A patient with multiple chronic conditions can see as many as three primary care physicians and eight specialists in seven different places. That's a lot of information for a patient to manage. If the patient's caregivers aren't talking to each other, the patient could receive conflicting treatment plans, duplicative tests and even prescriptions for drugs that don't work together.

Hospitals across the country are increasingly collaborating with other caregivers to try to ease the burden on patients and ensure better-coordinated, higher-quality and more efficient care—they're working toward what's known as "clinical integration."

One hospital, for example, has created specialized "care packages." Each package covers a set of clinical best practices for a particular condition such as diabetes. These bundled care plans create more consistent, high-quality care and also pay providers based on a single "package" fee that covers an entire group of services, instead of paying for each test or visit individually.

The result is a win-win: better care for patients and cost savings for patients and providers.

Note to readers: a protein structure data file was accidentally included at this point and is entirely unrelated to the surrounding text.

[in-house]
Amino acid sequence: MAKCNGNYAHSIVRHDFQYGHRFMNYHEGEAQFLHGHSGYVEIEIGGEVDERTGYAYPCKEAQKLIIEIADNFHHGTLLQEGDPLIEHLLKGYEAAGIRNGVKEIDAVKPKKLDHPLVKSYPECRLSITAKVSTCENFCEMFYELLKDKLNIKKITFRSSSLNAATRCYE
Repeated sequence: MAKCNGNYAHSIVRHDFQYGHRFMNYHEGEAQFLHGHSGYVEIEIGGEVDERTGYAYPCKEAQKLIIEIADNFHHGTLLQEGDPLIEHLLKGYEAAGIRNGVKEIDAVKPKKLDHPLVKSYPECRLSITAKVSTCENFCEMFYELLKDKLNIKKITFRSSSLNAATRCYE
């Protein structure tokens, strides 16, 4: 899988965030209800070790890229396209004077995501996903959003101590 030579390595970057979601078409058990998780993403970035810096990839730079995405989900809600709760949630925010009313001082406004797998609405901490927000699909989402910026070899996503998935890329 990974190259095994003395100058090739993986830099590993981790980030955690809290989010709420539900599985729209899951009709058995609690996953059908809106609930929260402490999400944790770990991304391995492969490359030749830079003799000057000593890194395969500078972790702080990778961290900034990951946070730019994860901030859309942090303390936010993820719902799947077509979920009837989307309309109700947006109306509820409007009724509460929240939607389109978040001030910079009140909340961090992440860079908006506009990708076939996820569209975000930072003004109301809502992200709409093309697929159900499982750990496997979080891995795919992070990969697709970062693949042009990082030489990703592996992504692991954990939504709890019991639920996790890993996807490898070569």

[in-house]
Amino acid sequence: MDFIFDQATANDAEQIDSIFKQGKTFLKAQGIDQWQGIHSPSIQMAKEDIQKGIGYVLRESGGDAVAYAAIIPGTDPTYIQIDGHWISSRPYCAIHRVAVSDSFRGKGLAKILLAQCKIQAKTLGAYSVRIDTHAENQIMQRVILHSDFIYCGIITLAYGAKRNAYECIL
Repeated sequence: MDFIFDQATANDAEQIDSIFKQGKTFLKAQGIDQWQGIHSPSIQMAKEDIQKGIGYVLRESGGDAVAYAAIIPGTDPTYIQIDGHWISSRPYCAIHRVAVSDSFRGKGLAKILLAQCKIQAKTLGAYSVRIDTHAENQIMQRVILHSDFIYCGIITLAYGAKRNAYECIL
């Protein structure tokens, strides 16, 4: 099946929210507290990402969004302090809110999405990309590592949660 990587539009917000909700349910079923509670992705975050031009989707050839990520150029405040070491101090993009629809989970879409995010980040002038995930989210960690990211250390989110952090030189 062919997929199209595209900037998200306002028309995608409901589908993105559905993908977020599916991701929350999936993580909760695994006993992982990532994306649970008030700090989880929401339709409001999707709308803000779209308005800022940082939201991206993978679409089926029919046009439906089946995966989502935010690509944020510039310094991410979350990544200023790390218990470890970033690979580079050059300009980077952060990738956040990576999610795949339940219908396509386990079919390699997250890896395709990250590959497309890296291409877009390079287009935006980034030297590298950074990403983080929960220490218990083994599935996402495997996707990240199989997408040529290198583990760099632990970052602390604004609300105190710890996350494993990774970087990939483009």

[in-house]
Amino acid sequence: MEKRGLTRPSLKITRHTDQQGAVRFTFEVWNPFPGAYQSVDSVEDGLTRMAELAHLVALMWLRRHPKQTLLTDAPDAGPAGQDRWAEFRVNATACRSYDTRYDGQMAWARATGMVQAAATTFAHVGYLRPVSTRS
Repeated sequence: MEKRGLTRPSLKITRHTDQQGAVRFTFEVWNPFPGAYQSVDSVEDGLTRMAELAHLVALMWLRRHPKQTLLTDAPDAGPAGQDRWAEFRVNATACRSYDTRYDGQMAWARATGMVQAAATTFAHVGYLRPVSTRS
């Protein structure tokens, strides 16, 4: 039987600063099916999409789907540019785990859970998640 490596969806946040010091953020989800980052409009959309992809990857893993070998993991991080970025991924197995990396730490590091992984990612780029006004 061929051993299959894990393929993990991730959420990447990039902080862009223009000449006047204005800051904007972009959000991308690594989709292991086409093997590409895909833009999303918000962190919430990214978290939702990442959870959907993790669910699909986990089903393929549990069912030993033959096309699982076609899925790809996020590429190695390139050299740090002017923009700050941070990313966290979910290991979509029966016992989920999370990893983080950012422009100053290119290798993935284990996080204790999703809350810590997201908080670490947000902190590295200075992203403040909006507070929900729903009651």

While clinical integration is the future of health care, regulation hasn't kept pace, making the legal hurdles tricky to navigate. For example, complicated antitrust laws hinder caregivers' ability to work together to improve quality and efficiency. Also, payments tied to quality and care improvement instead of just hours worked could violate strict mandates under the Stark Law.

Further, evidence-based medicine used as a guide for delivering care can violate the Civil Monetary Penalty Law, and antikickback laws can prohibit rewarding physicians for following evidence-based protocols that benefit patients. Originally well intentioned, these laws and regulations need to be updated to encourage clinical integration, not shut it down.

As our country moves into a new era of health care, it's time to remove these outdated roadblocks.

For more on clinical integration, visit the American Hospital Association website at www.aha.org and click on Clinical Integration under the Issues tab.

Stephen Smart, D.D.S. (scsmart@suddenlink.net), is COG chair and chair of Medical Center of South Arkansas in El Dorado, Ark.